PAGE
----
There are a plethora of terms used by the psychiatric community when describing the various maladies and conditions presented by their patients. One which often comes up during the intake process for substance abuse treatment is suicidal ideation, the question being whether or not the client has ever had any suicidal ideations. For those of us new to treatment and the psychiatric field, you might lack an understanding of what constitutes a suicidal ideation. Let’s establish a clear definition of a suicidal ideation so you are better able to determine if you’ve ever experienced one.
There are two subcategories of suicidal ideation: passive and active. Passive suicidal ideation is the softer and more abstract of the two types, as the name implies. This is where a person has an idea they would like to cease living, but takes it no farther than a wish for death. They make no specific plans to take their own lives, nor do they take any steps to prepare for their death. An addict with passive suicidal ideation is more likely to suffer a deadly overdose as they will not take any precautions to prevent this outcome. On the contrary, they would welcome an accidental overdose as the fulfillment of their desire to die. This makes passive suicidal ideation a dangerous mental state for an active substance abuser.
Active suicidal ideation occurs when a person takes their desire to die a step further, formulating a plan as to how they will take their own life and intending to follow through with it. This is obviously a more precarious position to find oneself in, as at any moment you could make the decision to execute your plan and end your life. Those addicts who experience active suicidal ideation often look to their substance of choice as a means to take their life, given the lack of suffering associated with this option and the ease of access to the tools required. If you or someone you know has expressed both a desire to end their lives and a specific means to do so, you should take action and get them professional assistance in order to remove the ideation from their daily thoughts and restore a healthier frame of mind.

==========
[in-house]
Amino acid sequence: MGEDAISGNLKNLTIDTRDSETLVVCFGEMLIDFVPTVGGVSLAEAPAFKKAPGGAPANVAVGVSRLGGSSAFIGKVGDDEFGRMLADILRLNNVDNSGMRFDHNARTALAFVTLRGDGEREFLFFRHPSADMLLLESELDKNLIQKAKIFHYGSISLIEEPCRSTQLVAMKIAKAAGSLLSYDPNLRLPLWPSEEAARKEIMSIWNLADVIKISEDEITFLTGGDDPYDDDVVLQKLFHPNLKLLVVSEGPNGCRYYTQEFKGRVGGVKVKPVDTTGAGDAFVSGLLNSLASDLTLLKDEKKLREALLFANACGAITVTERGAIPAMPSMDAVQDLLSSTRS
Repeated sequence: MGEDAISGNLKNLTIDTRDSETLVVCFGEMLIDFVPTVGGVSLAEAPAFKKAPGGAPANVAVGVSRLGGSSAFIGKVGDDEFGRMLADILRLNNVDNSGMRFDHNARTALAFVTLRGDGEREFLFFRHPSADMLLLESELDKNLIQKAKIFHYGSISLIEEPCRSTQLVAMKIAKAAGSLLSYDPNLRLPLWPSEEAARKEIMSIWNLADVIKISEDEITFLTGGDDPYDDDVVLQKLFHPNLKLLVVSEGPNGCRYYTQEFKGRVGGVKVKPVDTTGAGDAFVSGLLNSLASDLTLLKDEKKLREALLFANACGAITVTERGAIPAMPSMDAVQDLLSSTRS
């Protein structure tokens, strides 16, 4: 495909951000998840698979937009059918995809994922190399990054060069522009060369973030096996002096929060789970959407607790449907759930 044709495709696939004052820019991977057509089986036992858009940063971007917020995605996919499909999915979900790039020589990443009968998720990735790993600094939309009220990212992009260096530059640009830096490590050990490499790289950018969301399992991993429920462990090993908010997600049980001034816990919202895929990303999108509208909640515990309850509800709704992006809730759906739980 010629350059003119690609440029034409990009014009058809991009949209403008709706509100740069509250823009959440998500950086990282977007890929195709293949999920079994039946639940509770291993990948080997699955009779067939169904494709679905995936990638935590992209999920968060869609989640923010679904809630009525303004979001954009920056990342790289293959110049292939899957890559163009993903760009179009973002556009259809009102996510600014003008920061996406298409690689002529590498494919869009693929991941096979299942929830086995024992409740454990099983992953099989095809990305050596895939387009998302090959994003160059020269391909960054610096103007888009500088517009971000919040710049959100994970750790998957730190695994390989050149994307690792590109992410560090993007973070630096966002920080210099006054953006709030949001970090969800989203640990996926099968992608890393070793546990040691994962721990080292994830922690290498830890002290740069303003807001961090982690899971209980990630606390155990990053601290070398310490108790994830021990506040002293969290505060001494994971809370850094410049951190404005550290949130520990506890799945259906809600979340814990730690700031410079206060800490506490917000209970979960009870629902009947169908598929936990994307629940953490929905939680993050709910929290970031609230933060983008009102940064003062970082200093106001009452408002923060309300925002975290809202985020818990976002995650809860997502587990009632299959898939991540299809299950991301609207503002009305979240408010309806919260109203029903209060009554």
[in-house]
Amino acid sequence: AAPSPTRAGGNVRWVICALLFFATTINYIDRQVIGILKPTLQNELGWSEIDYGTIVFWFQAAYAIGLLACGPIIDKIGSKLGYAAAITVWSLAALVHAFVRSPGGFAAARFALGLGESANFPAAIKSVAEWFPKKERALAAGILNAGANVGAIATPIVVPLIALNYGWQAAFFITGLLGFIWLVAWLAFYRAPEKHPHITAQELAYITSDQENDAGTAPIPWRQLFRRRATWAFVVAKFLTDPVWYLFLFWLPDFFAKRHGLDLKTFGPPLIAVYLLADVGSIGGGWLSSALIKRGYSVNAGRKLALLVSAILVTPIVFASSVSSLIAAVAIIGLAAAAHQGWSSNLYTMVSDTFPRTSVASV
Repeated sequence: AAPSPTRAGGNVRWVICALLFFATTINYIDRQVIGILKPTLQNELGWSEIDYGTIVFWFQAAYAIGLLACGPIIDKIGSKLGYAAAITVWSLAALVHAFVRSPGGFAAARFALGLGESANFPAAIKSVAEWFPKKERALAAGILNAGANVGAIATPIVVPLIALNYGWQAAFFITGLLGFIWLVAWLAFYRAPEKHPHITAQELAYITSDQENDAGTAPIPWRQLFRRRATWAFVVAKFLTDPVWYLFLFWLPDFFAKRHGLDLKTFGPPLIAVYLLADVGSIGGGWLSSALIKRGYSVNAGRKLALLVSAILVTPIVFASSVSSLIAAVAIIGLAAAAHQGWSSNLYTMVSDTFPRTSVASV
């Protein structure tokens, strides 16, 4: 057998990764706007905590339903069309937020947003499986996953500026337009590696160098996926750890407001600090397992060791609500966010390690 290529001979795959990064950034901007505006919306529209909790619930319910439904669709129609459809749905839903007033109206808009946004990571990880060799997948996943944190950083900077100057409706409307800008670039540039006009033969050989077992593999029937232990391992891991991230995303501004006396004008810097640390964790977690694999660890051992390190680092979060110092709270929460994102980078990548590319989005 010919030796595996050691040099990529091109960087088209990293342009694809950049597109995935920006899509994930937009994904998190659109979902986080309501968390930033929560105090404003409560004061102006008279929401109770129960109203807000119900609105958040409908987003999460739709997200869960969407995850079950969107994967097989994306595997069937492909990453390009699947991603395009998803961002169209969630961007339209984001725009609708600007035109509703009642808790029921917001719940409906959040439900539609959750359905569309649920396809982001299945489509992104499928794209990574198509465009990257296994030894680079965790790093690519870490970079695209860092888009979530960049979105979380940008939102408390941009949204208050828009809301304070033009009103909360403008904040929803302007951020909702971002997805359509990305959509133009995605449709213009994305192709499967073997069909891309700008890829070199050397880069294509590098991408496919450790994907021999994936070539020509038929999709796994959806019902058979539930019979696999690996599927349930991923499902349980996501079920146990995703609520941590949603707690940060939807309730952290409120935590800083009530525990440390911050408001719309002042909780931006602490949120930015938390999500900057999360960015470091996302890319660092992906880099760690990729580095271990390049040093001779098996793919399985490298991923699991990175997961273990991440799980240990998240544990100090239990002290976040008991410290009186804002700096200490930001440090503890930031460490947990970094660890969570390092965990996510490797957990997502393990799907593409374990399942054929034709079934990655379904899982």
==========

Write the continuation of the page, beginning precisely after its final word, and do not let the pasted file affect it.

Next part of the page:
Suicidal ideation is a serious warning flag for a person’s state of mind. Most substance abuse treatment centers incorporate questions meant to determine if a patient has experienced suicidal ideations into their intake process so that these dangerous thought processes can be appropriately addressed in the course of treatment. This is why it is so important for you as an incoming client to fully disclose any suicidal ideations you have experienced in your past, as leaving these markers for depression unexpressed would do a great disservice to your recovery efforts. At Evolutions, our compassionate staff are understanding of these thoughts and the reasons behind them, and will receive your disclosure without judgement or overreaction. If you or a loved one are actively abusing substances and experiencing thoughts of suicide, do not delay in calling our Admissions Counselors at 833-818-3031 so we can help restore a healthier mindset through sobriety.